Monday, December 1, 2008

Believe and See


The redhead and I were home Friday night, playing an intense game of Scrabble (I know, I know…we sound like an old married couple…but she was sick…and…never mind…). We had the TV on and between turns, we watched “The Polar Express.” I hadn’t seen this film in a few years and forgot about how much longing it stirs up in me (I’ll save that for another blog post). The film is about a boy who’s grown skeptical of the whole Santa Claus thing until one Christmas Eve when a train shows up in his front yard. The conductor invites him to take a ride on the Polar Express to travel to the North Pole to meet Santa himself.

I was intrigued by how the movie addresses the whole topic of skepticism. For the boy, seeing is believing. Until he sees Santa, he won’t believe.

Near the end of the film, the skeptical boy is at the North Pole, he’s surrounded by thousands of elves, stands within eye shot of the flying reindeer and is standing with a group of ecstatic children, all jumping up and down with excitement over the appearance of Santa. All of them can see him, except, that is, for the boy who won’t believe until he sees. The crowd is blocking Santa and he can't get a good, convincing glimpse of him.

Suddenly, he has a change of heart. He shuts his eyes tightly and vows that he believes in Santa. Upon opening his eyes, he finds himself standing before St. Nicolas himself. Believing leads to seeing.

The film reminded me a of a quote attributed to Blaise Pacal, a French philosopher and scientist who converted to Christianity and penned the Penses (sayings)…a collection of sayings that scholars believe to be the basis of a book he was writing. (Pascal died before the book's completion. but the sayings have been in print for a few hundred years). In the Penses, he states that “God has given us enough evidence of himself so that faith in him is a most reasonable thing…but you won’t get there by reason alone.”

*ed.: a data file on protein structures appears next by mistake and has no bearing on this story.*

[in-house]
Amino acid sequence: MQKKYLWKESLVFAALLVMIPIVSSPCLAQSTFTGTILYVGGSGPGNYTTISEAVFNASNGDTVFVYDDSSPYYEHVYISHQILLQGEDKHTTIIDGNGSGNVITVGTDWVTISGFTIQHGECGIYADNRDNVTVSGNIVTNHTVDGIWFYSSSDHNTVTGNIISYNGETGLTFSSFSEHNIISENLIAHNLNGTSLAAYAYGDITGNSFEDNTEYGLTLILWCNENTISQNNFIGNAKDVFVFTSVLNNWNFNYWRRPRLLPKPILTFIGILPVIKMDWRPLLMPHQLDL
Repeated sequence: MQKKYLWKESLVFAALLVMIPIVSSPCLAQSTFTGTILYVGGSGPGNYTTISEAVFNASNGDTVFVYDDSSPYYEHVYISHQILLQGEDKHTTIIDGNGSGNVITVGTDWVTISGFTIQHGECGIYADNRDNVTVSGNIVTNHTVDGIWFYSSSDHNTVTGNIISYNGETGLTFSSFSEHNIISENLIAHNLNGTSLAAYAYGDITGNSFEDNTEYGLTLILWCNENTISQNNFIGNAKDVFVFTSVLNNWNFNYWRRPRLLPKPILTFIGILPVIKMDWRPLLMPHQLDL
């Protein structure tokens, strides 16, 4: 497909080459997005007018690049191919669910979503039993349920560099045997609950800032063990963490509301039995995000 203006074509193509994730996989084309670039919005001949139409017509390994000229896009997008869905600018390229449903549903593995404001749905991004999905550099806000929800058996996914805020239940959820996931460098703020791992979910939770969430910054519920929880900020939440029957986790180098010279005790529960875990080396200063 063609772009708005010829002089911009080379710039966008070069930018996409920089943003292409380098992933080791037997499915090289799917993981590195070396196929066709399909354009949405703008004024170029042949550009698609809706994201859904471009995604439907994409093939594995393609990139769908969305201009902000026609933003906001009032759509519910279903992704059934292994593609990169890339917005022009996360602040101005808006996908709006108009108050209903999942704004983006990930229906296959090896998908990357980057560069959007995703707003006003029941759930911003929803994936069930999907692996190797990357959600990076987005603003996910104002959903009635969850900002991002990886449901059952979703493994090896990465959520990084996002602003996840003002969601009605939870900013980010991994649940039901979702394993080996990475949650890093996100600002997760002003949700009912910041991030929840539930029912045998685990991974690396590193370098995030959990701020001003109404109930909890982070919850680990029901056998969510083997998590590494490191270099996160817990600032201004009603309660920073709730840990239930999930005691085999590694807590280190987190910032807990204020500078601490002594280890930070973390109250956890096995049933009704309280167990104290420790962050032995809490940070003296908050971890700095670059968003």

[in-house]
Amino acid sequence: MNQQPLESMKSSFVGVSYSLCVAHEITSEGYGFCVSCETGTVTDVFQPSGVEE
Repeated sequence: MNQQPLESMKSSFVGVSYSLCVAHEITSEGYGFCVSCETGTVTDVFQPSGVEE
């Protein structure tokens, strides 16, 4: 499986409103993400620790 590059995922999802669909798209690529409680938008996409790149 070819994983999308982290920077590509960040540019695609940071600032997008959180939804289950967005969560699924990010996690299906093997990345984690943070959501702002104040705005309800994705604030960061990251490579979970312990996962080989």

The boy has a lot evidence for the existence of Santa: he’s at the North Pole and he's surrounded by elves and flying reindeer. There’s enough evidence to conclude that belief in Santa is reasonable, but he doesn’t get there by reason alone, he chooses to believe, and then he sees the Jolly Elf.

It seems like God puts us in a similar situation as the boy in this movie. It's not unreasonable to believe in him. There’s enough evidence. But we have to choose to believe before we see. Why? Why doesn’t he make himself more obvious?

I think God hides himself a bit because he wants more from us than the mere acknowledgment of his existence. He wants to be known. I know that in my own life, I personally could care less how many people on this planet are aware of my existence. I do desire, however, to be known and loved. Jesus said the greatest thing we could do was to love God with all of our heart, soul, mind, and strength (loving our neighbor comes next). God wants our love, and that has to be freely given. He gives us the space to reach out to him or reject him. He doesn't leave us without evidence of his existence. He leaves just enough of a trail to follow if we want to find him. And if we hope on board the train, he provides us with more clues to his existence. But there's just enough of a lack of a trail if we want to reject him. His distance gives us the space and freedom to to either love him or reject him. The choice is ours…believing is seeing.

2 comments:

Kim said...

VERY well said. Who'd have thought that The Polar Express could help produce a blog entry. ;)

pam said...

So well written! Your exlanation and conclusion "Believing is seeing" are awesome. There is evidence of God all around us (if we would simply choose to notice) and for that I am grateful every day!